Housing quality improves health

A man in a bright yellow T shirt is painting and archway in a wall inside a home. The wall is grey and there are tools on the floor. Housing quality improves health.Ever wondered what the long term effects of a home modification are? A longitudinal study from the UK shows that household improvements in social housing can reduce risk of hospital stays, particularly in older people.

While the study picks up major improvements in chest and heart health, it also found that falls and burns were reduced too.

Over the ten years of the study, they found that homes that were modified and upgraded correlated with reduced hospital events. That means savings in the health budget or beds freed up for other patients. Obviously it is better for occupants too.

It is not clear how poor the condition of the housing was prior to the upgrade or modification relative to Australian housing.One key finding was: “Using up to a decade of household improvements linked to individual level data, we found that social housing quality improvements were associated with substantial reductions in emergency hospital admissions for cardiovascular conditions, respiratory conditions, and fall and burn injuries.”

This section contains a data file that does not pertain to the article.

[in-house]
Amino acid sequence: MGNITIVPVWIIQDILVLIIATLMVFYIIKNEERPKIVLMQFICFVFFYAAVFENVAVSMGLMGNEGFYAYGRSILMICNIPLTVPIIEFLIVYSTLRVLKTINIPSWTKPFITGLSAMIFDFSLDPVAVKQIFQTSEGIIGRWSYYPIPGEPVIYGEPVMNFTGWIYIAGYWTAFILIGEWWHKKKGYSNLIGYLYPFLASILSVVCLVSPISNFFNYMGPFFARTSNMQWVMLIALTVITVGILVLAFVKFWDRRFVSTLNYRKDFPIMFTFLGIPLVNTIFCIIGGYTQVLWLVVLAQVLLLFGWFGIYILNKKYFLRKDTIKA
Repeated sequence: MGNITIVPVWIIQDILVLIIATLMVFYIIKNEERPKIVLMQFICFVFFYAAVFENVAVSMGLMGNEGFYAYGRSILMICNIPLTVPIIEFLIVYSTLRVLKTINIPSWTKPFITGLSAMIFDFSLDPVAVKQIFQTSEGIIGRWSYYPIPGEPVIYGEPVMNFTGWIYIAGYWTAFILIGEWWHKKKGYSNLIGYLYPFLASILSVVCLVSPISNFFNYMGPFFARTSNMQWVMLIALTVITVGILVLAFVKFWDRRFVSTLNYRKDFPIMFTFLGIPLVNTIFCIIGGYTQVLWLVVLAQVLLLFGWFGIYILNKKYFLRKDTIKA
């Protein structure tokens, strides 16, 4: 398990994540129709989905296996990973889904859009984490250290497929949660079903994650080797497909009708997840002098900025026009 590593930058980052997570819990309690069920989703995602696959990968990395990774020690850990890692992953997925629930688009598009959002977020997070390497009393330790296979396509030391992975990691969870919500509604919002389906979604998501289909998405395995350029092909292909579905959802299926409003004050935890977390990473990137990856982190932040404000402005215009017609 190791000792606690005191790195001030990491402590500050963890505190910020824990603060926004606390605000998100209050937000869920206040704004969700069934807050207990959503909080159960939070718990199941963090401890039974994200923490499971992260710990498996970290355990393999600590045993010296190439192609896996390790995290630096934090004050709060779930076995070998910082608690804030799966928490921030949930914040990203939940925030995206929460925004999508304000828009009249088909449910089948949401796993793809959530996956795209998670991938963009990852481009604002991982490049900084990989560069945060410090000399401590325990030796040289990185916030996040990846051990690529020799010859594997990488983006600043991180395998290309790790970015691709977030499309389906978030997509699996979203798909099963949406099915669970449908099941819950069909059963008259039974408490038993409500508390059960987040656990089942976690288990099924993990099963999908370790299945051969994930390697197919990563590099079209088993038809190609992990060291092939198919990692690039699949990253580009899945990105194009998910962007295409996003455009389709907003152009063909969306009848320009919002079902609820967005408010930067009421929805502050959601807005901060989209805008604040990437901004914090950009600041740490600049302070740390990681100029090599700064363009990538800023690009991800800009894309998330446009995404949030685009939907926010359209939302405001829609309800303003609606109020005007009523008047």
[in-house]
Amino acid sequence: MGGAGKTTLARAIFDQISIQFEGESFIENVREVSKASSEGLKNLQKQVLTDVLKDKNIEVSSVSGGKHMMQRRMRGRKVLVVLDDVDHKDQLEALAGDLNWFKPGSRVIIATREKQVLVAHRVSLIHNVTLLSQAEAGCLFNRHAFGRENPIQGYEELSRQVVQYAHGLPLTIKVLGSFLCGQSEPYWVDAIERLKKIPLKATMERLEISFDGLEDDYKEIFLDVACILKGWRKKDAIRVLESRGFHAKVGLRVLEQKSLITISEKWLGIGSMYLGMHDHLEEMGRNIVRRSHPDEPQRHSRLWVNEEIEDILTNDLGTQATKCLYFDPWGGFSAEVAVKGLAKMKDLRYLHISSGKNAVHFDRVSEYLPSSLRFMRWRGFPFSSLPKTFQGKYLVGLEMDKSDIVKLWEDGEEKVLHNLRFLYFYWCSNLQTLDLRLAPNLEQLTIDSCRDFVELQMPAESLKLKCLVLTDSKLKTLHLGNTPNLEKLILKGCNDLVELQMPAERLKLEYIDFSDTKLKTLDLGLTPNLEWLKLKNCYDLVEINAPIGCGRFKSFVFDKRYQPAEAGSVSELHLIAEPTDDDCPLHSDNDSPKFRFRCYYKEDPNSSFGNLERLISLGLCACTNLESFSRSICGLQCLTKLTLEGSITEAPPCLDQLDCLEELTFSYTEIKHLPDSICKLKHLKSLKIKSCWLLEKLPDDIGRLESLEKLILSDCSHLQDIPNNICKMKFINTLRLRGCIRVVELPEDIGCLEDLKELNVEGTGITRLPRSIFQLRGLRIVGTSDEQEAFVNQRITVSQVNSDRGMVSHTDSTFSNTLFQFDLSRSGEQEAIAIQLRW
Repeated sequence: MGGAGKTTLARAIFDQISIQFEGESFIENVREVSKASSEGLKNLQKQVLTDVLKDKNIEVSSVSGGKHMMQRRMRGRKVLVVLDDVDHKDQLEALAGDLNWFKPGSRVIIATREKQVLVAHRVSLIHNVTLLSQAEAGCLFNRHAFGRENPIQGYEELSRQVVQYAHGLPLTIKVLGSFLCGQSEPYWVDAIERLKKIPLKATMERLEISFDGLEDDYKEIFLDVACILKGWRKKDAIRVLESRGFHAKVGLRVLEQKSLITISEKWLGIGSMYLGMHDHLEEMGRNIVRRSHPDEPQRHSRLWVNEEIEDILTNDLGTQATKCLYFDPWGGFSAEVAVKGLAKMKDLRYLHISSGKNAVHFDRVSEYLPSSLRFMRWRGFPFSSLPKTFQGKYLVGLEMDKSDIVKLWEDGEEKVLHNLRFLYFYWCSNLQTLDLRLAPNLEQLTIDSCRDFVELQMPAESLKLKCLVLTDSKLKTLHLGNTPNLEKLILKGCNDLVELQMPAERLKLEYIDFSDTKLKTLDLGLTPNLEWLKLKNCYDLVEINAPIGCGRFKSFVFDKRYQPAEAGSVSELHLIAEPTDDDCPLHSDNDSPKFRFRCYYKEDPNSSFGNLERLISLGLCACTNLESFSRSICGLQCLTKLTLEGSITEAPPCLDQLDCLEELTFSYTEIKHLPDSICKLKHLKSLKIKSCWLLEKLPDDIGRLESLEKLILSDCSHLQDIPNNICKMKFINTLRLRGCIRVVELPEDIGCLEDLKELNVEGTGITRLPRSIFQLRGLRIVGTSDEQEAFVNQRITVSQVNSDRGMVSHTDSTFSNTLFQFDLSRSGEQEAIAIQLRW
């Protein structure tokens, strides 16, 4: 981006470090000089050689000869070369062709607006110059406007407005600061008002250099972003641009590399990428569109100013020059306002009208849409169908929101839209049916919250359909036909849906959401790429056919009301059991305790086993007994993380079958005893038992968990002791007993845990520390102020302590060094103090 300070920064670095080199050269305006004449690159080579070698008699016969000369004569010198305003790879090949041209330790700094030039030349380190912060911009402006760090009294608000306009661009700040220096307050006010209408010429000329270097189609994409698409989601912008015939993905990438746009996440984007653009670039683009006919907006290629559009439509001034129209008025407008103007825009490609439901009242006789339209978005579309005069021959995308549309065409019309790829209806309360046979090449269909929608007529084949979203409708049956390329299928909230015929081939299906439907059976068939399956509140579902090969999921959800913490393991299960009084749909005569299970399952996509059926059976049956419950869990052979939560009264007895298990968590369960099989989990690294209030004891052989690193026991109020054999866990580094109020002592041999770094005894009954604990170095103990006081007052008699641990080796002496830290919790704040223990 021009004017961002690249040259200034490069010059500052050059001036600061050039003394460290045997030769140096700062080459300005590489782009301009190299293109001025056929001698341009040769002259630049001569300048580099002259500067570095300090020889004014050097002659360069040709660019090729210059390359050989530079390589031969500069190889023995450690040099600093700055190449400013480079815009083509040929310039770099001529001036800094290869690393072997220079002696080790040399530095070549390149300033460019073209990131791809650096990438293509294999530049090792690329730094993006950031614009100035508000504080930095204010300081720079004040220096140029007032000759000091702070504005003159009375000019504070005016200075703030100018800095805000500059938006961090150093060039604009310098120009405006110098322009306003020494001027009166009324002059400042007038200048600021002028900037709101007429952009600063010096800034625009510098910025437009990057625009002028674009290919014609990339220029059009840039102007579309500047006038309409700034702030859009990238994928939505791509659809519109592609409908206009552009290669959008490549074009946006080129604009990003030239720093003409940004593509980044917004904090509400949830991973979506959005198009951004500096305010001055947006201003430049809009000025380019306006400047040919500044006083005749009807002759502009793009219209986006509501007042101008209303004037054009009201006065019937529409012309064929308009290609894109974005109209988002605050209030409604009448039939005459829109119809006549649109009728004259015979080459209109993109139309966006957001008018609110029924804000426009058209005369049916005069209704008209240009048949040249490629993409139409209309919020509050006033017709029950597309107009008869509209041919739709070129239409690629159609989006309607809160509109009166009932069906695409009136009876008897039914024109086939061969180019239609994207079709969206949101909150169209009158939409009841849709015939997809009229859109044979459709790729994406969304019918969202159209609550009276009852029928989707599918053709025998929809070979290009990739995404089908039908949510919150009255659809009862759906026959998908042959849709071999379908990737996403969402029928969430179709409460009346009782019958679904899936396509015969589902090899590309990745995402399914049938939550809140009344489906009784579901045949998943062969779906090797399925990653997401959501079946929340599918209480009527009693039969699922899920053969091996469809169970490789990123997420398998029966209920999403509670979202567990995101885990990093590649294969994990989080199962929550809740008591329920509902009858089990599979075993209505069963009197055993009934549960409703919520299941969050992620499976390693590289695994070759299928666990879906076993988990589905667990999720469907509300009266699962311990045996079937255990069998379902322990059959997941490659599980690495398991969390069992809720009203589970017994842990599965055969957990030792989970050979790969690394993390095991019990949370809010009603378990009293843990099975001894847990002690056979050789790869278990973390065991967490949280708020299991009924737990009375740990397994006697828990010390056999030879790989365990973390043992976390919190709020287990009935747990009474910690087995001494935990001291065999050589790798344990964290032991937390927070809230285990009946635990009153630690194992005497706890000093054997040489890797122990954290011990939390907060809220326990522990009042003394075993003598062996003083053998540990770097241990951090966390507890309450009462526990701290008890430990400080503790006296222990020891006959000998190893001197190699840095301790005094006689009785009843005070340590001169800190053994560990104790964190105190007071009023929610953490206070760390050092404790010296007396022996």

The title of the study is, “Emergency hospital admissions associated with a non-randomised housing intervention meeting national housing quality standards: a longitudinal data linkage study”. Sarah Rodgers et al. Journal of Epidemiology and Community Health.

Universal Design drives Housing Quality

Big houses are still being built without accessibility in mind. Universal design for housing quality.Although there have been fundamental changes in the building code and regulations in Norway, it seems that none of this has guaranteed improvements in quality on the usability of homes. Perhaps there are some lessons for Australia when it comes to implementing the new building code for housing in 2022. 

In a research study, the authors conclude that architects, more than any other group in the construction industry are trained to break conventional frameworks. How the regulations are applied by users is the key to success – this is where the education of architects and building designers comes in.

Architects are often willing to innovate, the authors claim. “One chief intention of the building code is to promote universal design in the built environment. It seems that the appending regulations may not follow up the intention as it could be expected. Amendments are probably needed and should be based on a broader view on the design process.”

The title of the article is, Universal Design as a Booster for Housing Quality and Architectural Practice. It seems we could learn from this experience – regulations are one thing, but applying them appropriately and for maximum effect is another. The abstract gives a good overview of the project.